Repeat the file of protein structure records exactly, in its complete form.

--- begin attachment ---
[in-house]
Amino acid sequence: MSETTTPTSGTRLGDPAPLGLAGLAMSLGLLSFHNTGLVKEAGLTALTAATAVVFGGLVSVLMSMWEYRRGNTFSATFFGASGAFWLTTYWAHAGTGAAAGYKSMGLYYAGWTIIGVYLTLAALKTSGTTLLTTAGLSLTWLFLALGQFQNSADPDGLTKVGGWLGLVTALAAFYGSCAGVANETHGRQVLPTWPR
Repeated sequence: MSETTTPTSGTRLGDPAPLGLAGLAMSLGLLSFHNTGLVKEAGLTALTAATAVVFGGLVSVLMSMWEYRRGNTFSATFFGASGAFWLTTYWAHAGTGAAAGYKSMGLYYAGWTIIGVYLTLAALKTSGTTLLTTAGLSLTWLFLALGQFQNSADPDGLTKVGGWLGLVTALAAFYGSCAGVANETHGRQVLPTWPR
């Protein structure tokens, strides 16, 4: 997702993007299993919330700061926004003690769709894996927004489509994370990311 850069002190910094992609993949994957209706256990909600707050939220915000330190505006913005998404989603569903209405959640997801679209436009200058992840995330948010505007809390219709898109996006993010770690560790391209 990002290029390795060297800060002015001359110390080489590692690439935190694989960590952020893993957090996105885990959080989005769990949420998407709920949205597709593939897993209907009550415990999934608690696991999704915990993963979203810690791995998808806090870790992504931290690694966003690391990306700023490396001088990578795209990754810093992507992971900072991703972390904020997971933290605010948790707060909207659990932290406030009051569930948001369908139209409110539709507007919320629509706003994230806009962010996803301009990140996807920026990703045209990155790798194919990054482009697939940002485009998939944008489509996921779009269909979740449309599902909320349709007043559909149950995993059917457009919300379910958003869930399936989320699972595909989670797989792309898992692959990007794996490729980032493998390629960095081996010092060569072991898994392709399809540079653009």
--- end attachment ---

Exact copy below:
[in-house]
Amino acid sequence: MSETTTPTSGTRLGDPAPLGLAGLAMSLGLLSFHNTGLVKEAGLTALTAATAVVFGGLVSVLMSMWEYRRGNTFSATFFGASGAFWLTTYWAHAGTGAAAGYKSMGLYYAGWTIIGVYLTLAALKTSGTTLLTTAGLSLTWLFLALGQFQNSADPDGLTKVGGWLGLVTALAAFYGSCAGVANETHGRQVLPTWPR
Repeated sequence: MSETTTPTSGTRLGDPAPLGLAGLAMSLGLLSFHNTGLVKEAGLTALTAATAVVFGGLVSVLMSMWEYRRGNTFSATFFGASGAFWLTTYWAHAGTGAAAGYKSMGLYYAGWTIIGVYLTLAALKTSGTTLLTTAGLSLTWLFLALGQFQNSADPDGLTKVGGWLGLVTALAAFYGSCAGVANETHGRQVLPTWPR
């Protein structure tokens, strides 16, 4: 997702993007299993919330700061926004003690769709894996927004489509994370990311 850069002190910094992609993949994957209706256990909600707050939220915000330190505006913005998404989603569903209405959640997801679209436009200058992840995330948010505007809390219709898109996006993010770690560790391209 990002290029390795060297800060002015001359110390080489590692690439935190694989960590952020893993957090996105885990959080989005769990949420998407709920949205597709593939897993209907009550415990999934608690696991999704915990993963979203810690791995998808806090870790992504931290690694966003690391990306700023490396001088990578795209990754810093992507992971900072991703972390904020997971933290605010948790707060909207659990932290406030009051569930948001369908139209409110539709507007919320629509706003994230806009962010996803301009990140996807920026990703045209990155790798194919990054482009697939940002485009998939944008489509996921779009269909979740449309599902909320349709007043559909149950995993059917457009919300379910958003869930399936989320699972595909989670797989792309898992692959990007794996490729980032493998390629960095081996010092060569072991898994392709399809540079653009």